The Arduino Create Editor has most of the Arduino Desktop IDE features, it is a fully functional Editor, and you can start developing your projects on it right away. We are really close on having everything delivered in HTTPS, we are working hard to add the Library Manager and support for all the Certified and AtHeart boards. Next in our roadmap is including a Sharing feature and a Chrome OS plugin.
As already said in the past, we are always going to provide our community with a offline solution, so don’t worry
When you use Arduino Create for the first time you will be prompted to install a plugin (agent). While your Sketchbook and the apps are hosted in the Cloud, the plugin will locally check the USB ports on your computer. The plugin detects if any board has been connected, if you are uploading a sketch, or you are using the Serial Monitor. The Arduino Create agent is open-source, and available for Mac, Windows and Linux! If you find it interesting you can contribute to it or fork it to use it in your projects.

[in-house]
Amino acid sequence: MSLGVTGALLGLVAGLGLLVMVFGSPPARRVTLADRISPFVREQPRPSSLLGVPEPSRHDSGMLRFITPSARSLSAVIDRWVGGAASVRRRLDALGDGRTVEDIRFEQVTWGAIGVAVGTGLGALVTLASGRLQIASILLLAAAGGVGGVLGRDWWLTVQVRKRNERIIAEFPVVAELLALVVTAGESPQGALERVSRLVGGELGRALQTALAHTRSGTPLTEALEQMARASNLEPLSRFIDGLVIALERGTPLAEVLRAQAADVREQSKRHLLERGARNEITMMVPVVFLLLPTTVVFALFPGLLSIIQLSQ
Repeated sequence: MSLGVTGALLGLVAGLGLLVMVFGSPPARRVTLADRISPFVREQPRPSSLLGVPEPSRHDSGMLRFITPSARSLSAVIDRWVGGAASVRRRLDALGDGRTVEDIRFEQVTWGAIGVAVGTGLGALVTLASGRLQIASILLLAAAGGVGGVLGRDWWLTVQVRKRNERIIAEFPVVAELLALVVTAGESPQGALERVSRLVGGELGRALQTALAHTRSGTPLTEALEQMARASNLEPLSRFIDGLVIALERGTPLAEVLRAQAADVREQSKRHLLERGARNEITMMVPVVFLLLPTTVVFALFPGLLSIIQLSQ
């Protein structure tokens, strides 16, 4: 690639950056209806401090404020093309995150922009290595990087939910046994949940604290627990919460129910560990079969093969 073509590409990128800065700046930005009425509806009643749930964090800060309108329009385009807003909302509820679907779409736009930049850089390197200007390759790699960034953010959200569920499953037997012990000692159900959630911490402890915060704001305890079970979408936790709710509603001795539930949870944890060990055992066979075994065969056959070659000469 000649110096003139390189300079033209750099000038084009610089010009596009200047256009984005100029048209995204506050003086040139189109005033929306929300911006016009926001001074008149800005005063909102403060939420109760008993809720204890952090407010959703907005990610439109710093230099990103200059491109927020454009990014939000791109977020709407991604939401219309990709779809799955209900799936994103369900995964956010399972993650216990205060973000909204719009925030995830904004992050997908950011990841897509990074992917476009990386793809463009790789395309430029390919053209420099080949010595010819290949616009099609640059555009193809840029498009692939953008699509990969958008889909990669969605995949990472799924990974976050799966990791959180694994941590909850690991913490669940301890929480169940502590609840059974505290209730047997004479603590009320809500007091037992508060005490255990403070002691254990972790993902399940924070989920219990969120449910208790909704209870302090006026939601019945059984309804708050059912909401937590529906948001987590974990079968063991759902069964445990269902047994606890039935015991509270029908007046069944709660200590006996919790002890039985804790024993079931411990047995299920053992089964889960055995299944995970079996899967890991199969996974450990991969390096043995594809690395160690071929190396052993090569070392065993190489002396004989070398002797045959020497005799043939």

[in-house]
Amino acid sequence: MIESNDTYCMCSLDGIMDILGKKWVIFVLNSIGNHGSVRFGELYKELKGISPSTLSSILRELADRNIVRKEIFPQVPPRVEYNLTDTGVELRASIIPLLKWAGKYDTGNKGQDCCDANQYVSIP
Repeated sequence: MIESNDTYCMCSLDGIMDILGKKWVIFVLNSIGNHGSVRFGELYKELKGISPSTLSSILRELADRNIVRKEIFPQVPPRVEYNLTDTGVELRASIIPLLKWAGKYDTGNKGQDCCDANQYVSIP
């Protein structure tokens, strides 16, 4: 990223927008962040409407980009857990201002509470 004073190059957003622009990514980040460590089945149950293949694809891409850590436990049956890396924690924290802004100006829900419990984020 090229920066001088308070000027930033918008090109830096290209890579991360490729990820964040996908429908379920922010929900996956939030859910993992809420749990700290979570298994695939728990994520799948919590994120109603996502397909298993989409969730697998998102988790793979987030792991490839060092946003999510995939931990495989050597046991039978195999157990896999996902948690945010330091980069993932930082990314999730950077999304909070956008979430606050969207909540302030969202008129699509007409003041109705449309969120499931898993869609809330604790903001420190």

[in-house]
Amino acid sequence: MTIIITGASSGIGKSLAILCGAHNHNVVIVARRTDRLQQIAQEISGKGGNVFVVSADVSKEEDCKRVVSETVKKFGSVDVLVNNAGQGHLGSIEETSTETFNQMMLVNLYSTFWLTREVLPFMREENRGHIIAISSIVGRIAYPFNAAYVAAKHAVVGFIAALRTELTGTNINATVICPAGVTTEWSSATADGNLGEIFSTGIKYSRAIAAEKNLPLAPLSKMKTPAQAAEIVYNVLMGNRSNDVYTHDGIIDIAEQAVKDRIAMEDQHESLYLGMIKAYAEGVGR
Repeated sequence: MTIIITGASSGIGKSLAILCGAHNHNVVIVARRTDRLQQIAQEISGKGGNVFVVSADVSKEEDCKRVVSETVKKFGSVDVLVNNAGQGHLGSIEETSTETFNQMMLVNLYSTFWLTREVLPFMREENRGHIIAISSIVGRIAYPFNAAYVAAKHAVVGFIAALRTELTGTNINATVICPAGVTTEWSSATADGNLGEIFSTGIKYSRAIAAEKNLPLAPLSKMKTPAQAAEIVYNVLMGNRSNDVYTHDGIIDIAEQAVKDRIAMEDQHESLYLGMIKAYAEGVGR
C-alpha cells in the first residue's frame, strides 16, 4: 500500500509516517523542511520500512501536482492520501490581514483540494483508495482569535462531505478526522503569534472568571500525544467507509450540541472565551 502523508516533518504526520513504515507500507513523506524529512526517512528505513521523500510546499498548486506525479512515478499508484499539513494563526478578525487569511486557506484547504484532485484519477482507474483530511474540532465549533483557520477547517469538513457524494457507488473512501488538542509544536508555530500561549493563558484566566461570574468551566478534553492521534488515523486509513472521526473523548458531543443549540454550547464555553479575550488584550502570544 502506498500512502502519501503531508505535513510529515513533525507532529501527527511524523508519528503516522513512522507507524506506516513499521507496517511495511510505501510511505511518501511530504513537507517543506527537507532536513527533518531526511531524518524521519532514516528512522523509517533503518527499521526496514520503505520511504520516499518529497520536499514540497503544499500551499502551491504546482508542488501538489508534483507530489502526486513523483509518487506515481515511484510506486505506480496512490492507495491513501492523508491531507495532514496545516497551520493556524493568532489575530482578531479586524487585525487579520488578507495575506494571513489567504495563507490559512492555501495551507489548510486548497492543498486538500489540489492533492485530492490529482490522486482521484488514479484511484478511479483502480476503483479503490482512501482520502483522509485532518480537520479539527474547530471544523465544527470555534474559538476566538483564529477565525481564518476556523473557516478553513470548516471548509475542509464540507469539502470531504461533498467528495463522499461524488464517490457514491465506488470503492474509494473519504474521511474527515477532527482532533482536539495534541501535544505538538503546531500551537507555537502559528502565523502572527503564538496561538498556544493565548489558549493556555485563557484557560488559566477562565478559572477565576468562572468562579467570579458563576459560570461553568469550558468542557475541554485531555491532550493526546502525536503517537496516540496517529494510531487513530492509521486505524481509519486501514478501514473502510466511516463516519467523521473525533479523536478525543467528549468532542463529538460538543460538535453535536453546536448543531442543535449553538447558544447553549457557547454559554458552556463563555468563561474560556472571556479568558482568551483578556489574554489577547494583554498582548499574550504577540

We are currently working on a brand-new tutorial platform, Arduino Create Projects, in collaboration with Hackster.io. We are planning to release it at the beginning of 2016. Arduino users will finally have a place where they can share their own projects and include step by step guides, schematics and layout references, pictures, videos, the code they wrote, and useful links and comments. We can’t wait to share it with you all so stay tuned!
A few months ago, I published post about DPA .NET Class. This article describes simple, but effective library used for DPA handling by MCU (UART interface). Published library is independent on the MCU family, but it was written for 32-bit ARM processors with Cortex-M3 core and GNU C compiler.
Library consists of two files:
We are pleased to announce that KiCad has finally made a 2015 release branch. The 2015 stable release of KiCad will start from version 4.0.0. Currently we are in the release candidate phase and as such BZR 6188 is now known as 4.0.0 RC1.
The 4.0 branch can be found here: KiCad 4.0 Branch
The RC1 branch has been packaged as a archive available here: KiCad 4.0.0 RC1 Archive
The new GUI translations can be found in the kicad-i18n repository on github.